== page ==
I’ve sat in this chair a few dozen times before. I’ve held my breathe, clenched my teeth and burdened this deafening silence one too many times. This hallway never got any warmer, the sterile smell permeates the area still and although some of the staff have changed, their faces are all the same – filled with heartbreak and pity. Abbigail is asleep under anesthetic, intubated and unaware of the piercing and poking radiologists are unleashing on her liver once again. She will wake up shortly, in need of oxygen, blood products and pain medication. She should be in school. She ought to be at recess right now, running with other little girls and boys. She is not. She will soon return to her very well known room on the oncology unit where she and I will wait for biopsy results and hopefully a plan forward.
Abbigail began showing signs of possible liver damage or at the very least, signs her liver was not functioning at 100%, a few weeks ago, just before her sixth birthday. Added visits and bloodwork was ordered and we monitored her that way hoping her liver was simply adjusting to her new OMS protocol aimed at tapering her steroids without relapse. Mama noticed her eyes slowly turning more and more yellow as the weeks progressed and although there were some days of “normalcy” in her lab results, there was no fooling Mama. A couple more weeks went by and Abbigail was going to school less and less, tiring easily and sometimes falling into moments of mental dullness where responsiveness was obviously compromised. Ataxic and obviously unwell, there was no denying something wasn’t right. During routine bloodwork before treatment on Friday, we saw that her liver enzymes and functions were at alarming levels and needed investigating. Her chemos were immediately stopped, bringing us back to square one again with her OMS treatments, and she was immediately sent for an exploratory ultrasound of her pelvic area (liver and kidneys). GI specialists were consulted and it was decided she would need further diagnostic and exploratory tests to determine why her liver is suddenly failing. Being admitted in hospital can have its advantages…who am I kidding, it’s unpleasant any which way you spin it, but thankfully we are blessed with wonderful nurses who genuinely care for Abbigail, doctors who are well versed in the mysteries of Abbigail and how can I forget Molly and Brenda; clown and childlife – I won’t say which is which!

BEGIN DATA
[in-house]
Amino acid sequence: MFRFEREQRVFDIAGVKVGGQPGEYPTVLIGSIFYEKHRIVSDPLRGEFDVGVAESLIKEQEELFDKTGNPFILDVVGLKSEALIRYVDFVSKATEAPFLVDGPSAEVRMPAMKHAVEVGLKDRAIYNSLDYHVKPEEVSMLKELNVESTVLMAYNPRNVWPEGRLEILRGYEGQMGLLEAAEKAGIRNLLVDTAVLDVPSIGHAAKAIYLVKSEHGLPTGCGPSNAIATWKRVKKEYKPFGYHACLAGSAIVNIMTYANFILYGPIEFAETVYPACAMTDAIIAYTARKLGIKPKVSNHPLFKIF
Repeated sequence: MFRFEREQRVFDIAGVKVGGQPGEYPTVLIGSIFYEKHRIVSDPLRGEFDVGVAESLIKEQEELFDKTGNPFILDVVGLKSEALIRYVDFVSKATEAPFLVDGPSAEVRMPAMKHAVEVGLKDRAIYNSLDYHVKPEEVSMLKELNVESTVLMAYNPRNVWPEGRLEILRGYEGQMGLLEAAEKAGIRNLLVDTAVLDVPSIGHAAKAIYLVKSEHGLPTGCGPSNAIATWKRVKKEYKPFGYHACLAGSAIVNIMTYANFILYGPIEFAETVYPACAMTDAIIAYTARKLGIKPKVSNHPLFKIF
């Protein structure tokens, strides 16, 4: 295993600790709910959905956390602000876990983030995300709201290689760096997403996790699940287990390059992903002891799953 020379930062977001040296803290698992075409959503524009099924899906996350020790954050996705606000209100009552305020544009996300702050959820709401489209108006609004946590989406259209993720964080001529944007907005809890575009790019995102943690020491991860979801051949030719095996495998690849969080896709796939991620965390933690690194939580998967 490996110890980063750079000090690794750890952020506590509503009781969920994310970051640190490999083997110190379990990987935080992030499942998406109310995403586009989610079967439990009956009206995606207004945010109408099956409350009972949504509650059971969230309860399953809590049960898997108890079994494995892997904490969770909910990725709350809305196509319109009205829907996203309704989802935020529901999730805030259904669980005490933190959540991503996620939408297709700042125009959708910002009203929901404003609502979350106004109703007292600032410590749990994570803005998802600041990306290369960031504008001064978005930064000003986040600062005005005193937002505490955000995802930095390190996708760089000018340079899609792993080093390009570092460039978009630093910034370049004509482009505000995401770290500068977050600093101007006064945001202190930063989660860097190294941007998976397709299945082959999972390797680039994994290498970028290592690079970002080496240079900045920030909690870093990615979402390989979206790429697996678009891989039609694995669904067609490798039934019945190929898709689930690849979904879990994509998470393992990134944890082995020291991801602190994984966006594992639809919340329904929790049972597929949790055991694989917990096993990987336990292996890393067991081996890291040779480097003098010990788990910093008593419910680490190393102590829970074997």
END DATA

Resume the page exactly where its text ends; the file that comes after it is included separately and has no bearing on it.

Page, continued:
Being admitted Friday was not a pleasant thought knowing that the boys and camp were awaiting us with a sunny forecast for days and days so we luckily had our best advocate, Dr J by our side to convince GI that urgent admission Friday was not necessary, that Mama could and would recognize the need to return to the ER if things should worsen and that was how we rolled! Three beautiful days of memories made at our trailer with family and so many wonderful new friends. Abbigail hung in there and made it the weekend despite her obviously not feeling up to par. She’s always been a trooper, pushing herself beyond the limits which some would impose on her. In between frequent picnic table naps and impromptu trailer crashing naps, she bummed food from each camper, hoarded it all and tucked it away for that rainy day she must know about, she walked more miles around the park than Mama could have and she consumed just the right amount of roasted marshmallows for the year’s first weekend at camp!
Upon our return home Monday evening, the color change was prominent, the eyes were glossy and absent and she was not herself by any standards. One last nights sleep at home before checking back in Chez CHEO I told myself. Sleeping wedged between daddy and I, she obviously struggled through the night and the. wasn’t easy to wake in the morning; which for Abbigail is a change since she is our family alarm clock, screeching at 530am every other morning. Kissed the boys goodbye, wished hubby an early happy birthday and hit the road for the long drive back here. She slept again the hour and half drive. Obviously not well, we arrived prepared for a stay but not for a long day of sit and wait. Abbigail struggled through the day and I couldn’t stop repeating the numbers from her lab results in my head – where did these come from? She was fine a month ago! Hours passed and finally by evening we were resting comfortably in her bed waiting for confirmation of what was to happen next. Abbigail by now is jaundiced, her liver no longer conducting its duties, and where it is providing some functionality, it’s minimal at best.
So I wait in the halls, filled with fearful parents, most here for the first time, some for breaks, fractures, coughs or injuries unknown but likely none facing the odds this girl has faced and continues to face yet that didn’t change their fear filled eyes or worried souls. No matter the pain they are in, the source of injury they face, we feel it 100 times over as their parent. I hurt for my sweet girl.